Just by their nature, credit cards are revolving debt. If you buy something and pay it off, you can go out and buy something else. Installment debt is usually used for only one thing and you can’t pay some down and go out and use it again. Also, there’s no end date as there is with installment debt.

Your experience was in trying to secure further credit, whilst the OP is trying to secure a vehicle. In the former, it makes sense to be suspicious of the person trying to get more credit, but for the latter, it doesn’t make sense to hold it against them. Think of it this way - the guy trying to guess if he’s credit worthy is able to see that others think the borrower is worthy. It’s like having someone vouch for you.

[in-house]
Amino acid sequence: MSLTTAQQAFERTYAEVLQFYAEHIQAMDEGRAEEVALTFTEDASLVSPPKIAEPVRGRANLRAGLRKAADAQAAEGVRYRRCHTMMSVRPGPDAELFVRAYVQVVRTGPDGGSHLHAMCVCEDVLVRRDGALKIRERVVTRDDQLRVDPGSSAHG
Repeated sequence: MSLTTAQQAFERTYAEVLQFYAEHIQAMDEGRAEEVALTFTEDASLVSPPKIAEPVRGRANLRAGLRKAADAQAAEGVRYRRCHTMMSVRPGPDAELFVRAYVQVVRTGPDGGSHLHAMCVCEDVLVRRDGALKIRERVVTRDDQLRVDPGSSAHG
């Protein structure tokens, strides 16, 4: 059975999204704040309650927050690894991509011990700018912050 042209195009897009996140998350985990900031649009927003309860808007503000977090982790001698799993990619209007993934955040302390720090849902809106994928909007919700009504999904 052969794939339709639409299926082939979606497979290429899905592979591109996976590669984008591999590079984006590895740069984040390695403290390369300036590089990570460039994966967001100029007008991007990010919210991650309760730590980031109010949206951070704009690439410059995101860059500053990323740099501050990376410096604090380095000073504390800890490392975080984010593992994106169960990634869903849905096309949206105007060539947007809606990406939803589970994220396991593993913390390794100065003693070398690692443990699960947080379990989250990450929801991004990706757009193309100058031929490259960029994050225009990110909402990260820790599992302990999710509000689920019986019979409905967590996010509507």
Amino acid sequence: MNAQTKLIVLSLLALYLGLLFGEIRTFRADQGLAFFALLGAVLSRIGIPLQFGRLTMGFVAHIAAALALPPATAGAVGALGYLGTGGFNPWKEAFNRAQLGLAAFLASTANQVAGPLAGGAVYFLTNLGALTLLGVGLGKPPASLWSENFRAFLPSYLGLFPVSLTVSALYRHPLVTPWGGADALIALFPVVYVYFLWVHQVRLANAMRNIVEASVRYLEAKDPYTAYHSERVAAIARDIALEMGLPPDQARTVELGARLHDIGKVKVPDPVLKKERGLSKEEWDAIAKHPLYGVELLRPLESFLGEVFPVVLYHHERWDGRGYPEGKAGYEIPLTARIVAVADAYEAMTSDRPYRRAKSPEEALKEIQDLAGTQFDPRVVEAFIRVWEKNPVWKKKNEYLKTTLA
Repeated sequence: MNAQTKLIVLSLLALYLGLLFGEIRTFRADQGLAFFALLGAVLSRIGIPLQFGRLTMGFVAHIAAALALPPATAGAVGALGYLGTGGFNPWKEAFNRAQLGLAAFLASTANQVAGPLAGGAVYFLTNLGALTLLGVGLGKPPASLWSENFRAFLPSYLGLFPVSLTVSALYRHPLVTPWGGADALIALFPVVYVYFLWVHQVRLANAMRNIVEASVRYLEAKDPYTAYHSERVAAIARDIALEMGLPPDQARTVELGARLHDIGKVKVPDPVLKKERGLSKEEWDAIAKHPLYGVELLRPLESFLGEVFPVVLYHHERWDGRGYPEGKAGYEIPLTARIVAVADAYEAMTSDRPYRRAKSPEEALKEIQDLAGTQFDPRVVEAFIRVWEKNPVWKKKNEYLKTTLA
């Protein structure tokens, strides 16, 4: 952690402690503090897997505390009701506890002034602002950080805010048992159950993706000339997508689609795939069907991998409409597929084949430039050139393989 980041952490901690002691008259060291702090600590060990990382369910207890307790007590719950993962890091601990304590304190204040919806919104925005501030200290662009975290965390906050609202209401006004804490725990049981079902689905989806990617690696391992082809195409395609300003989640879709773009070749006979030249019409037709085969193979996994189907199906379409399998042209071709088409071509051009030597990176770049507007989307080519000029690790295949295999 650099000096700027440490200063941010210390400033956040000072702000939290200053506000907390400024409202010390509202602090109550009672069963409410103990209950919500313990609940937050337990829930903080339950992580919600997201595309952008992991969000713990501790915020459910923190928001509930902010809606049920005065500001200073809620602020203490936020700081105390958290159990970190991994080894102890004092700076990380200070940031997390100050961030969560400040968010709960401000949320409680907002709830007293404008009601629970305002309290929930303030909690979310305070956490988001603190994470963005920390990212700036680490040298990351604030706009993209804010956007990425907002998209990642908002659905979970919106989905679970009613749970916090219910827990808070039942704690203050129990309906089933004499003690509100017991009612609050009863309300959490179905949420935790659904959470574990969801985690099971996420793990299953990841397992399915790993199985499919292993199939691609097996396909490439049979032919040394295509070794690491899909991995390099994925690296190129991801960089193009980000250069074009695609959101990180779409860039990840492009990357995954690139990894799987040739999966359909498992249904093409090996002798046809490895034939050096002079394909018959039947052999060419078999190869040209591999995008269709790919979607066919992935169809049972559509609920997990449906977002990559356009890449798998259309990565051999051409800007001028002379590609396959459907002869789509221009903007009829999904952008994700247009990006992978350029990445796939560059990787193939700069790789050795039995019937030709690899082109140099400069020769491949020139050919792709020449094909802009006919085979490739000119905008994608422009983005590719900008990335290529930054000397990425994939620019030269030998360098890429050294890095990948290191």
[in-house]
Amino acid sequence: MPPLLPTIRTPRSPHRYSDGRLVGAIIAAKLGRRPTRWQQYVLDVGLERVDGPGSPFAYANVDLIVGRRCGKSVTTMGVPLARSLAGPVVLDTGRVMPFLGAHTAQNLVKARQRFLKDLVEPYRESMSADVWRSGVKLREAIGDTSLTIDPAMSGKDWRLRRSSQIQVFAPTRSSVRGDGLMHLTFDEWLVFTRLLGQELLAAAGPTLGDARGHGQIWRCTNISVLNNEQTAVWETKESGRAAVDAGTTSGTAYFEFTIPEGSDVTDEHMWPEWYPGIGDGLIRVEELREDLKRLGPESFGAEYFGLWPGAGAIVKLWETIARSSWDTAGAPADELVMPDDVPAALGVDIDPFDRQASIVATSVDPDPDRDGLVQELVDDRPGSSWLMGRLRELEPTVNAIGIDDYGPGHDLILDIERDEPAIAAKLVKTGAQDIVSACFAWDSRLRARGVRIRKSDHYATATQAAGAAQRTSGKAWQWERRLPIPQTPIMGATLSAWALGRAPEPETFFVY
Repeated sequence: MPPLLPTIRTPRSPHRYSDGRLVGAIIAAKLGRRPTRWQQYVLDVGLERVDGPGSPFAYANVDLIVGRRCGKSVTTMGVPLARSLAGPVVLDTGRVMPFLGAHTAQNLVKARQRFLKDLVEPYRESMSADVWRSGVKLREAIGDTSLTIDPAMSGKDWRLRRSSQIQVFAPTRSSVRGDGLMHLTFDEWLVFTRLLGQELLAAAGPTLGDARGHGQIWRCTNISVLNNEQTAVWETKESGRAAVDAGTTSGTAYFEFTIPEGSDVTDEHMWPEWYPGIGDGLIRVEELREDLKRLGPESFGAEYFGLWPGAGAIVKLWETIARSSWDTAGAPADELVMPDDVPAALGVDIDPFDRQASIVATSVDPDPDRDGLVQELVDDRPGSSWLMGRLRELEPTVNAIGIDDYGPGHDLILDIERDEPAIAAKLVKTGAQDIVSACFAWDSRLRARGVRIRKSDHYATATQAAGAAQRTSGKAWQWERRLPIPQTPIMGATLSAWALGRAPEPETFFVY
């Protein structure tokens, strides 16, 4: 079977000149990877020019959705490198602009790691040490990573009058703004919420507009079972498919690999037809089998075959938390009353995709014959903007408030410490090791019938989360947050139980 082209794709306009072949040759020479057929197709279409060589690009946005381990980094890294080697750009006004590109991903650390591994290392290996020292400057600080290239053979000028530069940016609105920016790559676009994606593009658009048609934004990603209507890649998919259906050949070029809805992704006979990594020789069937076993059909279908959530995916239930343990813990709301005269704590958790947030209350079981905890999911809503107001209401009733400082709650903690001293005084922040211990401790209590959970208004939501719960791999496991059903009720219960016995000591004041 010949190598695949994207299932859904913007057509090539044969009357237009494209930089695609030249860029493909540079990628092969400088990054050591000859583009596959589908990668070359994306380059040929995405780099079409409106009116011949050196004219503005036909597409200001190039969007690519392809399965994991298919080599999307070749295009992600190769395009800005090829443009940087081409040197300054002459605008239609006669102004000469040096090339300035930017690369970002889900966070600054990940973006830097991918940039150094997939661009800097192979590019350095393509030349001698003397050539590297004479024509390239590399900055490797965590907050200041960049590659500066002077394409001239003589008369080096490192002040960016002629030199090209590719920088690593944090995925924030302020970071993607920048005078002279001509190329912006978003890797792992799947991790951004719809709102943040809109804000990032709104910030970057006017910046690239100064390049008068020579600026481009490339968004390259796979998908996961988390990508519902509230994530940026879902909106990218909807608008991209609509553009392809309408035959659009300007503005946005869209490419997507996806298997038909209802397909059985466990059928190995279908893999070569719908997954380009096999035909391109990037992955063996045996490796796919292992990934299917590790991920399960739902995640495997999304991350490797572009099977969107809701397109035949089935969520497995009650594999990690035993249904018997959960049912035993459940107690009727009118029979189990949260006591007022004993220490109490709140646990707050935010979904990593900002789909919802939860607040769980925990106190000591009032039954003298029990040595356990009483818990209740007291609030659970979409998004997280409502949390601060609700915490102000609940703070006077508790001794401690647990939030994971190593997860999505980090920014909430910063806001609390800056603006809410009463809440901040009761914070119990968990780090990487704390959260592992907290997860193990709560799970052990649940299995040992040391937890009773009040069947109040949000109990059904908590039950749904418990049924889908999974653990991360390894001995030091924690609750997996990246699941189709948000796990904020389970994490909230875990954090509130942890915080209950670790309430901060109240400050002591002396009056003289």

It’s not really true that “more unused credit = bad.” In fact if you have $20,000 in revolving credit limit, and you have $18,000 of debt against that (so only $2,000 unused) and pay down $8,000 so that your credit utilization percentage goes from 90% to 50%, your credit score and creditworthiness will almost always go up.

It is true that revolving credit you haven’t utilized is a risk, but to a degree you absolutely need some of it or you are essentially an “unknown” and unknowns can have a very difficult time securing financing for first time home or auto loans.

I called my bank to get some insight, and my banker said almost the same thing. She said the most ideal scenario is to have at the most a 30% balance to credit limit ratio. So if you have a higher limit, and a lower balance, this will look much more appealing to someone who wants to lend to you then say, a balance and a limit that are much closer together. So the increase of my credit limit made my balance to limit ratio about 20%, instead of around 40% as it used to be.